The memoir of Lyudmila Pavlichenko, the Russian woman who was WWII's most accomplished sniper—and a friend of Eleanor Roosevelt.
In June 1941, when Hitler launched Operation Barbarossa, Lyudmila Pavlichenko left her university studies, ignored the offer of a position as a nurse, and became one of Soviet Russia's two thousand female snipers. Less than a year later, she had 309 recorded kills, including 29 enemy sniper kills. By the time she was withdrawn from active duty due to injury, she was regarded as a key heroic figure for the war effort.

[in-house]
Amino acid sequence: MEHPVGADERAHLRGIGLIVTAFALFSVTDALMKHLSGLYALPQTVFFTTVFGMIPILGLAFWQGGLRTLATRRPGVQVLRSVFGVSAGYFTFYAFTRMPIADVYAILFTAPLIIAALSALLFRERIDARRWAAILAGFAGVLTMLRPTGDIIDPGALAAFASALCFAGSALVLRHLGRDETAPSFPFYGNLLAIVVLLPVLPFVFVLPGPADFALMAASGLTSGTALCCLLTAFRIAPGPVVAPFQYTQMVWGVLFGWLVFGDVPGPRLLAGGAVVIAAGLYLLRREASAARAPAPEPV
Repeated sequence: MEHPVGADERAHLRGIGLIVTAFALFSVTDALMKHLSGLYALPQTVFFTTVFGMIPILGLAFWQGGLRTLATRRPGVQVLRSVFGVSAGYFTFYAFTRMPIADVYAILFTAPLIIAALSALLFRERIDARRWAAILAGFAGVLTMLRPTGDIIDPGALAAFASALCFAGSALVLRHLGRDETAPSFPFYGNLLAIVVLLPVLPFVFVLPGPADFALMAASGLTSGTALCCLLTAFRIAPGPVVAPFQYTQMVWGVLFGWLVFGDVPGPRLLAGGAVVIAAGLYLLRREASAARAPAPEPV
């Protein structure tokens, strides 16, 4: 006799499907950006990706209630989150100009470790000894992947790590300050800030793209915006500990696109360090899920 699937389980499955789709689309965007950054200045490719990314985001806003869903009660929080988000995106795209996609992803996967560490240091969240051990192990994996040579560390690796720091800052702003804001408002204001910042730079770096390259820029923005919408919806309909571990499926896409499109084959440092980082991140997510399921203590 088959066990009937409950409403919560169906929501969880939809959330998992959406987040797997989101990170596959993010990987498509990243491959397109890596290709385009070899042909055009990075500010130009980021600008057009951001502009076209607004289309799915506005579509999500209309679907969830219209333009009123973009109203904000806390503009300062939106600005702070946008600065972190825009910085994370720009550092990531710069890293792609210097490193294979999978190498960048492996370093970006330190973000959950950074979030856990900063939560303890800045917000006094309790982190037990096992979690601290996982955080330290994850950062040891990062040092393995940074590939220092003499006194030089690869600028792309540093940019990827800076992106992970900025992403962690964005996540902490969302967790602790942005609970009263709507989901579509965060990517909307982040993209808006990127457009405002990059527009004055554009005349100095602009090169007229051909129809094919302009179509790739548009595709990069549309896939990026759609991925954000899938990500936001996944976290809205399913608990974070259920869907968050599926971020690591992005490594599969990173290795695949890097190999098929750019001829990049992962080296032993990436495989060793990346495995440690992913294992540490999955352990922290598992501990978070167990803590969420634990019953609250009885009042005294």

To continue serving the war effort, Pavlichenko spoke at rallies in Canada and the United States. She toured the White House with FDR, and the folk singer Woody Guthrie wrote a song, "Miss Pavlichenko," about her exploits. An advocate for women's rights, she befriended Eleanor Roosevelt and toured England to raise money for the Red Army.Never returning to combat, Pavlichenko trained other snipers. After the war, she finished her education at Kiev University and began a career as a historian. Today, she remains a revered hero in Russia, where the 2015 film, Battle for Sevastopol, was made about her life.